LILA - Loxahatchee Impounded Landscape Assessment
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With the use of conceptual models, scientists have identified the main human-induced stressors to the Everglades ecosystem, the resulting biological responses, and some idea of the ecological pathways between them. The biological responses in the ridge and slough region, which is the heart of the Everglades, can be broadly categorized as (1) alteration and degradation in the natural patterns of plant community composition and structure and (2) changes in the distribution and reductions in abundance of many native animals that are dependent on aquatic food chains. Stressors for the ridge and slough systems are (1) a loss of spatial extent from urban and agricultural expansion, (2) altered hydrologic regimes from water management practices, (3) contaminants from industrial and agricultural practices, and (4) the introduction of nonnative flora and fauna. Although the stressors and biological responses have been clearly identified, the strength of the ecological pathways between them is poorly known. Because topographic elevation differences in the Everglades are small, slight differences in hydrologic regimes can produce very different ecological responses. There is general agreement among scientists that the ecological pathways are known well enough to initiate the restoration by focussing on key hydrologic processes, but that uncertainty must be reduced before the response of the ecosystem can be predicted reliably. The adaptive assessment process accepts this uncertainty and provides a mechanism to refine the water management regimes as new information arises from experiments, modeling, and monitoring.
The main thrust of the Comprehensive Everglades Restoration Plan (CERP) will directed at re-establishing more natural hydrologic regimes to the various regions of the Everglades. Specifically, in the ridge and slough system CERP will re-establish natural variation in hydroperiod (length of time marsh is inundated with water), flow rates, and water depths. Seven key attributes of the ridge and slough system have been identified in CERP as priority components for measuring ecosystem responses to hydrologic restoration and using those responses to guide the restoration through the adaptive assessment process. In other words, understanding the response of these priority components offers the best opportunity to reduce uncertainty in predicting the ecosystem response. The priority components are: (1) wading birds, (2) tree islands, (3) marsh plant communities, (4) the community of marsh fishes, invertebrates, and reptiles and amphibians, (5) peat soils, (6) alligators, and (7) periphyton.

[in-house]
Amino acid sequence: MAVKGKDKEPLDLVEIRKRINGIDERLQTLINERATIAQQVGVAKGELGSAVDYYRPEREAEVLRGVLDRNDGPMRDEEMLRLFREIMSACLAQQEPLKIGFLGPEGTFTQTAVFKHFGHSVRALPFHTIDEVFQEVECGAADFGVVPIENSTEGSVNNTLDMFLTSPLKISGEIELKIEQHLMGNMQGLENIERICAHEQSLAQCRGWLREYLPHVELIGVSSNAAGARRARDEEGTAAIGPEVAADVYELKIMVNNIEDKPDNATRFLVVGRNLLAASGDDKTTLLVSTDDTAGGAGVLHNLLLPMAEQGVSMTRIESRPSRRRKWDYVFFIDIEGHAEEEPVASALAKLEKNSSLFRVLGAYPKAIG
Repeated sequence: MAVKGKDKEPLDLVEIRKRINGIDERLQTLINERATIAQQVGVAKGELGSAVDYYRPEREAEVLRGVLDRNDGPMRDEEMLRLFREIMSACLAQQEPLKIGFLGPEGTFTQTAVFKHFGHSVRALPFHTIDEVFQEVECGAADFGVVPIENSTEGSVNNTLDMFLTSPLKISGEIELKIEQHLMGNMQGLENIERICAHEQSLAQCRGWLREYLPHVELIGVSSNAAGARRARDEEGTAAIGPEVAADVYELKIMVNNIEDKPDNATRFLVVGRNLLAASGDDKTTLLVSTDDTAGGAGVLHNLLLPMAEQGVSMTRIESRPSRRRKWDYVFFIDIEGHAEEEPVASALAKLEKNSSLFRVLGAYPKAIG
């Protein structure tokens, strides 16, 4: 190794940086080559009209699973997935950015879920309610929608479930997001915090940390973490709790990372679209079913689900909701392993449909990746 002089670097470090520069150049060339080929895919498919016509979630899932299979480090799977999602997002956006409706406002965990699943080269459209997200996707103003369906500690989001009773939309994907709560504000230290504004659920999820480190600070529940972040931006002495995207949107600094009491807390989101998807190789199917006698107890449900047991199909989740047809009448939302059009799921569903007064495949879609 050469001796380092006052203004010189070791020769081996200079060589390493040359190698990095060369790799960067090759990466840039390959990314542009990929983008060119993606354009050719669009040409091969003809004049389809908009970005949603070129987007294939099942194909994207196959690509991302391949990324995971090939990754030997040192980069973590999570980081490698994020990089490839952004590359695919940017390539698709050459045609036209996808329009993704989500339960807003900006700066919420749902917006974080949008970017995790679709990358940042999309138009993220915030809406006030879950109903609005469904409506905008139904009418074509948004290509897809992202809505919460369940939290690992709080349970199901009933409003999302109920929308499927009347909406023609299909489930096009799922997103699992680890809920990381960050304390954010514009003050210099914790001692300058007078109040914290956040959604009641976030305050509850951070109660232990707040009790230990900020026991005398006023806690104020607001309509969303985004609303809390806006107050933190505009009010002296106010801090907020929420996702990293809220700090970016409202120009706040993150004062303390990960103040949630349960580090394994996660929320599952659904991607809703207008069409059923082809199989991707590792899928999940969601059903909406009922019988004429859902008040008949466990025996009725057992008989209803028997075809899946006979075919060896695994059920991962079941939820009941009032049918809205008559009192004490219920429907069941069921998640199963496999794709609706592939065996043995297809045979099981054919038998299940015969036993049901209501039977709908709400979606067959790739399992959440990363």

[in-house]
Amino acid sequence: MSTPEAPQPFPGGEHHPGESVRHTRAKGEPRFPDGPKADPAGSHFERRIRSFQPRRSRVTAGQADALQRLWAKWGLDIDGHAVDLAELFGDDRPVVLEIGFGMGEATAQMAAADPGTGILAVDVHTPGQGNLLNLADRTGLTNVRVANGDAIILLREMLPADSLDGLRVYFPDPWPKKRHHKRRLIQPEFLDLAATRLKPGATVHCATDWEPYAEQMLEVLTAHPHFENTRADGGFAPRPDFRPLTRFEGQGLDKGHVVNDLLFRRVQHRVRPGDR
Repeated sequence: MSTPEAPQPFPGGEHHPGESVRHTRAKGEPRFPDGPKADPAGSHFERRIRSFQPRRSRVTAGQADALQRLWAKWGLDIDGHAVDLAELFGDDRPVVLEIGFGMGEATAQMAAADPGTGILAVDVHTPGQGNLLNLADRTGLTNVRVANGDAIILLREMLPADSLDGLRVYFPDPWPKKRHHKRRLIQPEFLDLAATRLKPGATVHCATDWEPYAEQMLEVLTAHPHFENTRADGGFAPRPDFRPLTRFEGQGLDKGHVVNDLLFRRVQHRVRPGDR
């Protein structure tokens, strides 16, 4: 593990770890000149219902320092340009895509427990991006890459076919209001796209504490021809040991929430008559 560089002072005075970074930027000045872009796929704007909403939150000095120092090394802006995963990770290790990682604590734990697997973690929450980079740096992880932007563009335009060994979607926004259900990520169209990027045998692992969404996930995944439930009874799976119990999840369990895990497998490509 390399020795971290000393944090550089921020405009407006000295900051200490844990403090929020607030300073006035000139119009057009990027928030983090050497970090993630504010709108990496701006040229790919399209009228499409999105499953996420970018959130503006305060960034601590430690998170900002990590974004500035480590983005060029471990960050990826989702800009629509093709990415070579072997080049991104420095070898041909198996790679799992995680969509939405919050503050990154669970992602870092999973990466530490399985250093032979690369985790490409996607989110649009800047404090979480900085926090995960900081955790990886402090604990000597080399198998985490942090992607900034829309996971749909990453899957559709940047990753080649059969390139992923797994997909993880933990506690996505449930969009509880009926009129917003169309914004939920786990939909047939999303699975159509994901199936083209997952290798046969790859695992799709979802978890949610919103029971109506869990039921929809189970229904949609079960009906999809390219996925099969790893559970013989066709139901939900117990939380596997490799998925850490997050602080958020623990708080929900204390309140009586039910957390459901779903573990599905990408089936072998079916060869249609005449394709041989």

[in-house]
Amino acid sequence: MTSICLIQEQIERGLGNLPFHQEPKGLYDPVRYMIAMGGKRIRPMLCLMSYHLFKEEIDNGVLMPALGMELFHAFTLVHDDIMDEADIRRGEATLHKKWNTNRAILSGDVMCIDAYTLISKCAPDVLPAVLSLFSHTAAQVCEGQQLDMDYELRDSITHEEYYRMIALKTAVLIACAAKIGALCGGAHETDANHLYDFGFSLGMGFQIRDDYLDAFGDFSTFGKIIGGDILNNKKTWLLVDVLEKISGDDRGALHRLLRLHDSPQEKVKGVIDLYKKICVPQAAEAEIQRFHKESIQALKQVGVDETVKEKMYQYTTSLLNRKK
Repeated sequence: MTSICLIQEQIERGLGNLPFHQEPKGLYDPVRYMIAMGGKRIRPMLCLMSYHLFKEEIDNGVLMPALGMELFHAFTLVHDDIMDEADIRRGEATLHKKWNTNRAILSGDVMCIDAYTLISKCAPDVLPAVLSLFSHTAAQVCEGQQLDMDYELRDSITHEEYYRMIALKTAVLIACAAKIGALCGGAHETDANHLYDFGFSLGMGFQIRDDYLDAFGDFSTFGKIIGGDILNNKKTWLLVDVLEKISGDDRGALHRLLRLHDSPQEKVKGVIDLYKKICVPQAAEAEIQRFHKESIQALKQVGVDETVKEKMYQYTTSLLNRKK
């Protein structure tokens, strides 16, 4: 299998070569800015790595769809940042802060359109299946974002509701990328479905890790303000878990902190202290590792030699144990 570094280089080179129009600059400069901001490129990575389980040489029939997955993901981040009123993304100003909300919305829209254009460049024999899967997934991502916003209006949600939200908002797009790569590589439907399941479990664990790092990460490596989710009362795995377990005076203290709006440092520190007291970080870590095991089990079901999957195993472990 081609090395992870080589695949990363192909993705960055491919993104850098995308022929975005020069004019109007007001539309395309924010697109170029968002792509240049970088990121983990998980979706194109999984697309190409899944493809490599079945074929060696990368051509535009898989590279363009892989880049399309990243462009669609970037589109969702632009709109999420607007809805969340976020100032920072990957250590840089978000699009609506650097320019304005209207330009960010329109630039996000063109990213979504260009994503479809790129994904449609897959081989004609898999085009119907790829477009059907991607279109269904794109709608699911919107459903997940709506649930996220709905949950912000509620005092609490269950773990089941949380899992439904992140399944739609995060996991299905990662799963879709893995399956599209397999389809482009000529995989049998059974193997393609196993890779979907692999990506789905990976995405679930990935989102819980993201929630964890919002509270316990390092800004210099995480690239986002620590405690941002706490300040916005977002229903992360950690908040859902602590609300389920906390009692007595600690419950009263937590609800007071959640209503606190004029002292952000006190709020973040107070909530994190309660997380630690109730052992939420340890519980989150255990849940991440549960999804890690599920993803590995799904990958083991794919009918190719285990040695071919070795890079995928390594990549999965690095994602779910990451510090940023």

In collaboration with the U.S. Fish and Wildlife Service, this study proposes to construct a scaled-down version of the Everglades landscape in two 17-hectares (ha) impoundments at the A.R.M. Loxahatchee National Wildlife Refuge. Each impoundment will be subdivided into two subcells and each subcell will contain four tree islands, three ridges, two sloughs (different depths), and four deep-water refugia at different depths (simulated alligator holes). Overlain on these relatively static landscape features will be the more rapid hydrologic treatments that are controlled and replicated, something not possible in the natural Everglades. The response to hydrologic manipulations will be measured for five of the seven CERP priority components of the ridge and slough system that can be more generally classified as a wildlife component, a tree island component, and a ridge and slough component.
The objective of the Loxahatchee Impounded Landscape Assessment (LILA) is to define hydrologic regimes that sustain a healthy Everglades ridge and slough ecosystem. Specifically, this study quantifies the effects of flow rate, water depth, and hydroperiod on five of the seven ridge and slough priority components: (1) wading birds, (2) tree islands, (3) marsh plant communities, (4) marsh fishes and invertebrates, and (5) peat soils.
Application of Results:
The results of this proposed project will establish quantitative targets for CERP performance measures, reduce uncertainty in the response of various priority components, and identify hydrologic regimes that support a healthy ridge and slough system. The results will support CERP, the Everglades Forever Act, and routine water management operations. It will be possible to develop recommendations for hydrologic operation of the Everglades, particularly during flood events, when the flexibility to move water through the system is critical.
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